Posts Tagged ‘Photos of One Eared Cow Glass Sculpture at Columbia Museum of Art Celebration of Chihuly Chandelier’

Michael Kline’s Spring Kiln Opening Takes Place Saturday, May 8, 2010

Friday, April 23rd, 2010

Yes, Michael Kline’s Spring kiln opening takes place Saturday, May 8, 2010, from 9am – 5pm, at Kline Pottery located at 4062 Snow Creek Road in Bakersville, NC. But, before we get to that…


I first met Michael Kline through his blog, Sawdust & Dirt, News from the pottery shop of Michael Kline, during the effort to save the NC Pottery Center in Seagrove, NC. Kline was one of the blogging potters helping to spread the news about the effort to save the NCPC. And, then I met him, in person, during the first “Cousins in Clay” event held last year and again this year, at Bulldog Pottery in Seagrove. He is a model of a socially networking artist, talented potter, skillful teacher through his blog, and nice guy – an important factor in my book.

Our first conversation centered on two basic themes: how do we turn this blogging thing into something that is financially beneficial – for him selling more pottery and for me gaining new audiences for our supporters (advertisers), as well as the paper in general, and second, expanding my coverage of the effort to save the NC Pottery Center and highlighting Seagrove pottery to other pottery areas around the Carolinas. That conversation was the inspiration for our Blog Category – Not About Seagrove Pottery – a sort of inside joke about my focus on Seagrove.

As of today, the count for entries for the Not About Seagrove Pottery is (25 including this one) and the count for About Seagrove Pottery is (27), but it should be noted that some of those 27 also share the Not About Seagrove Pottery category, so we might be closer to even. But I’ll take this moment to say that we need to hear from those folks in the greater pottery community of the Carolinas outside of Seagrove and I don’t want anyone to take their eyes and ears off the NC Pottery Center – it still needs all our support to keep the doors open and expand its offerings. They are not out of the woods yet and may never be in this economic climate.

OK, here’s a bit of info about the kiln opening I found on Kline’s FaceBook page:

Please join us in our first annual Spring kiln opening with over 400 new pots from the kiln to add to your collection!

Get away to the mountains where the landscape will be bursting with the bright colors of fresh flowers, green leaves and the thick carpet of new grass! Take a deep breath of the clean mountain air and take in the beautiful vistas from the front porch steps of the pottery. The lawn will be filled with new pots!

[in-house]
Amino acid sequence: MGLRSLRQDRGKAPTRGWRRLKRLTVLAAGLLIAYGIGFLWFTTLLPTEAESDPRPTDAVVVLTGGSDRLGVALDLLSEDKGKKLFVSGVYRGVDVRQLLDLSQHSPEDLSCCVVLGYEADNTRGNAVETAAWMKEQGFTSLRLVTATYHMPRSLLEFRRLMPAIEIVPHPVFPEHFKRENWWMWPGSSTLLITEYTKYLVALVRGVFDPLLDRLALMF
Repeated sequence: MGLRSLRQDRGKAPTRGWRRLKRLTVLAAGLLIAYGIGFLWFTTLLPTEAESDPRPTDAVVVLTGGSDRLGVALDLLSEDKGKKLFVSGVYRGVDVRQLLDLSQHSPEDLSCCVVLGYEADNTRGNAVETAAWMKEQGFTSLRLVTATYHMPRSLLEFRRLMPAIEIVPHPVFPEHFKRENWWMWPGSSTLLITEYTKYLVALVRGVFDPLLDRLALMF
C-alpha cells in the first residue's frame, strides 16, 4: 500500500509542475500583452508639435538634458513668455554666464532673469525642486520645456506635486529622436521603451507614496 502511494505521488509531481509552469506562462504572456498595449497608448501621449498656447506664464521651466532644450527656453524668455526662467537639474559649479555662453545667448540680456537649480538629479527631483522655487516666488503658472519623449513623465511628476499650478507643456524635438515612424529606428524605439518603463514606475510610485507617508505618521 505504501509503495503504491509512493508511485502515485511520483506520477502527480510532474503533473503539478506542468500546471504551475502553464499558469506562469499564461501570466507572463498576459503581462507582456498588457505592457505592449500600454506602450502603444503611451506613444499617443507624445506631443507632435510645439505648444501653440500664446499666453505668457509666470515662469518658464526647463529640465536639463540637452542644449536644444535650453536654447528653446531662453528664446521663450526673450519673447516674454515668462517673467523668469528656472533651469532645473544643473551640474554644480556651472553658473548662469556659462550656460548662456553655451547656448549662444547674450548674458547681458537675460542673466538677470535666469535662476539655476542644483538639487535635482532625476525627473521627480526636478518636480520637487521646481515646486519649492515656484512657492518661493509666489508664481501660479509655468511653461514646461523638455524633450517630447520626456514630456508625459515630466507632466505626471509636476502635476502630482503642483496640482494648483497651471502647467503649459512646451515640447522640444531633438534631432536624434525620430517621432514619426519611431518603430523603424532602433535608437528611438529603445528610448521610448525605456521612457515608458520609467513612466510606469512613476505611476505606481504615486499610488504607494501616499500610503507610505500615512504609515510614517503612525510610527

There will be a preview on the evening of May 7, 2010, where you can browse the entire collection and enjoy the company of other collectors with refreshments.

On Saturday morning the sale begins at 9am and continues until 5pm or until the pots last. Come early to get the pots you like!

Visit the website to join the mailing list and receive announcements via e-mail or regular post.

Back to me – Kline is also a member of the Potters of the Roan group. I found this description on that website which also highlights and makes links to the other members.

Roan Mountain is one of the highest and most beautiful portions of the Appalachian Mountains. It is also home to the Potters of the Roan, a guild of nationally recognized as well as emerging professional potters who have formed a guild to share resources and promote our work. Connected by geography, creative commonalities, and friendship, the Potters of the Roan represent a rich diversity of styles and talents. Our studios are open to the public year round and surrounded by the breathtaking natural beauty of Roan Mountain – famous for its vast views, extensive balds, and natural rhododendron gardens. We invite you to travel the scenic roads of Roan Mountain, visit our studios, and experience the unique landscape that inspires our work.


Go to Kline’s kiln opening, but if you can’t make it, visit his blog – you can buy his works there and if you’re ever in that area of North Carolina – pay him a visit and sit on that porch and find out for yourself that he was telling the truth about those beautiful vistas.